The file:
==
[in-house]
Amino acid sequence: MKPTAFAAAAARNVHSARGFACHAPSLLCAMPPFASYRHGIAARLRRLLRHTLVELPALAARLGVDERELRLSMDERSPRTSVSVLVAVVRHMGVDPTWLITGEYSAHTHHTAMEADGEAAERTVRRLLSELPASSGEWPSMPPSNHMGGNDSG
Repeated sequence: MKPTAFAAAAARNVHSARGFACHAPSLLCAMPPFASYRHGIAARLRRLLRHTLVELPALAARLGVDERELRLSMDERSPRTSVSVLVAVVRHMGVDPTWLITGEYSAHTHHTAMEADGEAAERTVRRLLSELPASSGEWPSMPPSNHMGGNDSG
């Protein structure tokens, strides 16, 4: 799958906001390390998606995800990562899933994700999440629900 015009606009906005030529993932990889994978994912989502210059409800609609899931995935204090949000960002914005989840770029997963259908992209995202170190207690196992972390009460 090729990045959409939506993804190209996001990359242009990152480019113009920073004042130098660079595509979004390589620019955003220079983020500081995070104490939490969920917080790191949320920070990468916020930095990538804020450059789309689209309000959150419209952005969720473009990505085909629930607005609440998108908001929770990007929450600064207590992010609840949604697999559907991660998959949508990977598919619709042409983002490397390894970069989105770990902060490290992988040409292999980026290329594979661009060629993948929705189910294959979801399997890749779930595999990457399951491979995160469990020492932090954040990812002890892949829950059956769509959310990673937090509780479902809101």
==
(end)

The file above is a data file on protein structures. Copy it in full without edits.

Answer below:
[in-house]
Amino acid sequence: MKPTAFAAAAARNVHSARGFACHAPSLLCAMPPFASYRHGIAARLRRLLRHTLVELPALAARLGVDERELRLSMDERSPRTSVSVLVAVVRHMGVDPTWLITGEYSAHTHHTAMEADGEAAERTVRRLLSELPASSGEWPSMPPSNHMGGNDSG
Repeated sequence: MKPTAFAAAAARNVHSARGFACHAPSLLCAMPPFASYRHGIAARLRRLLRHTLVELPALAARLGVDERELRLSMDERSPRTSVSVLVAVVRHMGVDPTWLITGEYSAHTHHTAMEADGEAAERTVRRLLSELPASSGEWPSMPPSNHMGGNDSG
């Protein structure tokens, strides 16, 4: 799958906001390390998606995800990562899933994700999440629900 015009606009906005030529993932990889994978994912989502210059409800609609899931995935204090949000960002914005989840770029997963259908992209995202170190207690196992972390009460 090729990045959409939506993804190209996001990359242009990152480019113009920073004042130098660079595509979004390589620019955003220079983020500081995070104490939490969920917080790191949320920070990468916020930095990538804020450059789309689209309000959150419209952005969720473009990505085909629930607005609440998108908001929770990007929450600064207590992010609840949604697999559907991660998959949508990977598919619709042409983002490397390894970069989105770990902060490290992988040409292999980026290329594979661009060629993948929705189910294959979801399997890749779930595999990457399951491979995160469990020492932090954040990812002890892949829950059956769509959310990673937090509780479902809101």